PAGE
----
It is desirable to have the aperture 19 closely adjacent the aperture in the shell 1 which is sealed by the screen 3. When the apparatus needs servicing, such as adjustment of knobs 21, the effect of the adjustments on the image shown on the screen 3 is readily observed by a person making the adjustments. Obviously, the sound should come from a source closely adjacent the screen 3. The distance between the screen 3 and the aperture 19 thus should be smaller than the smallest exposed dimension of the screen or of the shell aperture in which it is mounted.
A spherical shell 1 has advantages other than a pleasing appearance over any other shape. As is evident from FIG. 1, the cavity in a spherical shell lends itself to accomodation of the necessary operating elements of the viewing apparatus with a minimum of wasted space, thereby reducing the bulk of the equipment. However, at least some of the advantages of this invention are available from viewing apparatus which does not combine all features shown in the drawing.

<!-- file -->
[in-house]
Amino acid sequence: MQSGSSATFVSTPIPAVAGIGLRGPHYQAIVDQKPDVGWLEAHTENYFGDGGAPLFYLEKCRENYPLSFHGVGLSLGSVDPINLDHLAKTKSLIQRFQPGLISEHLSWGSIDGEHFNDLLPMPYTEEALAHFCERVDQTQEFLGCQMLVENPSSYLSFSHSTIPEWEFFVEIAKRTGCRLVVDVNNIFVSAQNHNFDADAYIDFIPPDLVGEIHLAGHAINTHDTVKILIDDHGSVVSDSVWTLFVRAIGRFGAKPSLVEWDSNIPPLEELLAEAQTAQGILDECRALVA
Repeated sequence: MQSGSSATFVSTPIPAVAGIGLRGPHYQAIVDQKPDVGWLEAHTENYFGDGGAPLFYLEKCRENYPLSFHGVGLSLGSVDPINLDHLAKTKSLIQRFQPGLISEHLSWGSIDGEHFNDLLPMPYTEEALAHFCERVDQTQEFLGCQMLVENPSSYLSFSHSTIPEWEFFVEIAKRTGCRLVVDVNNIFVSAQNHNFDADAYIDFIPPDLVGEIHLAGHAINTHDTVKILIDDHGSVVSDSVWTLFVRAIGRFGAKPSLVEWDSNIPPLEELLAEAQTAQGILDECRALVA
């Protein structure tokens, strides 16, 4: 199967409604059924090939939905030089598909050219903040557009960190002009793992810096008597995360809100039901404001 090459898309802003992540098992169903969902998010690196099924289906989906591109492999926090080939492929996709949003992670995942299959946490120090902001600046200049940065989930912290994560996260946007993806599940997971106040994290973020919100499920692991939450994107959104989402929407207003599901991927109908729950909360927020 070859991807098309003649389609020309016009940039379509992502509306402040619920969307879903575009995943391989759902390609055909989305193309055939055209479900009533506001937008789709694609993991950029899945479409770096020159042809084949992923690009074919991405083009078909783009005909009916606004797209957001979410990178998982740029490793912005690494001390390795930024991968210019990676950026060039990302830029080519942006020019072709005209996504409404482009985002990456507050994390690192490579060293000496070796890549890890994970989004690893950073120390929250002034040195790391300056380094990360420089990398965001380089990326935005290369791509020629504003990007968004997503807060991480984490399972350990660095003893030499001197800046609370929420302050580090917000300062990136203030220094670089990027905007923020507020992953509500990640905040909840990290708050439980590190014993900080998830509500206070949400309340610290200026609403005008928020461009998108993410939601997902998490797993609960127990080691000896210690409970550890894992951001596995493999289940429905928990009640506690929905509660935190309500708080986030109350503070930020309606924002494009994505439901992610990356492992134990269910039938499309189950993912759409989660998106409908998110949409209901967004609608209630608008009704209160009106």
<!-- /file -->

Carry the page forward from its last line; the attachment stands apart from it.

It should be understood, therefore, that the foregoing disclosure relates only to a preferred embodiment of the invention and that it is intended to cover all changes and modifications of the example of the invention herein chosen for the purpose of the disclosure which does not constitute departures from the spirit and scope of the invention defined in the appended claims.
|Cited Patent||Filing date||Publication date||Applicant||Title|
|US2592444 *||Apr 12, 1950||Apr 8, 1952||John J Matelena||Inflatable aerial projection display device|
|US3472588 *||Aug 2, 1966||Oct 14, 1969||Edgar S Lemmey||Lectern-projector combination|
|US3586432 *||Apr 1, 1969||Jun 22, 1971||Pentes Design Inc||Self-contained image projecting apparatus and rear projection screen therefor|
|US3848980 *||Jul 27, 1973||Nov 19, 1974||Polaroid Corp||Projector apparatus and system employing unique screen|
|Citing Patent||Filing date||Publication date||Applicant||Title|
|US4131346 *||Aug 18, 1977||Dec 26, 1978||Rolf Dieckhoff||Projector|
|US4174889 *||Oct 31, 1977||Nov 20, 1979||Northern Engraving Company||Travel monitor|
|US4217039 *||Oct 16, 1978||Aug 12, 1980||Bell & Howell Company||Microfiche viewer with rotatable base|
|US4573748 *||Aug 8, 1983||Mar 4, 1986||Giuseppe Biraghi||Container for a rotating transparency projector fixable at a selected height on a vertical guide|
|US7798657 *||Apr 27, 2007||Sep 21, 2010||Coretronic Corporation||Projection apparatus|
|US20080018865 *||Apr 27, 2007||Jan 24, 2008||Coretronic Corporation||Projection apparatus|
|CN101840141B||May 14, 2007||Sep 5, 2012||株式会社日立制作所||Projection type image display device|
|U.S. Classification||353/61, 353/77, 353/119, 352/72, 352/242|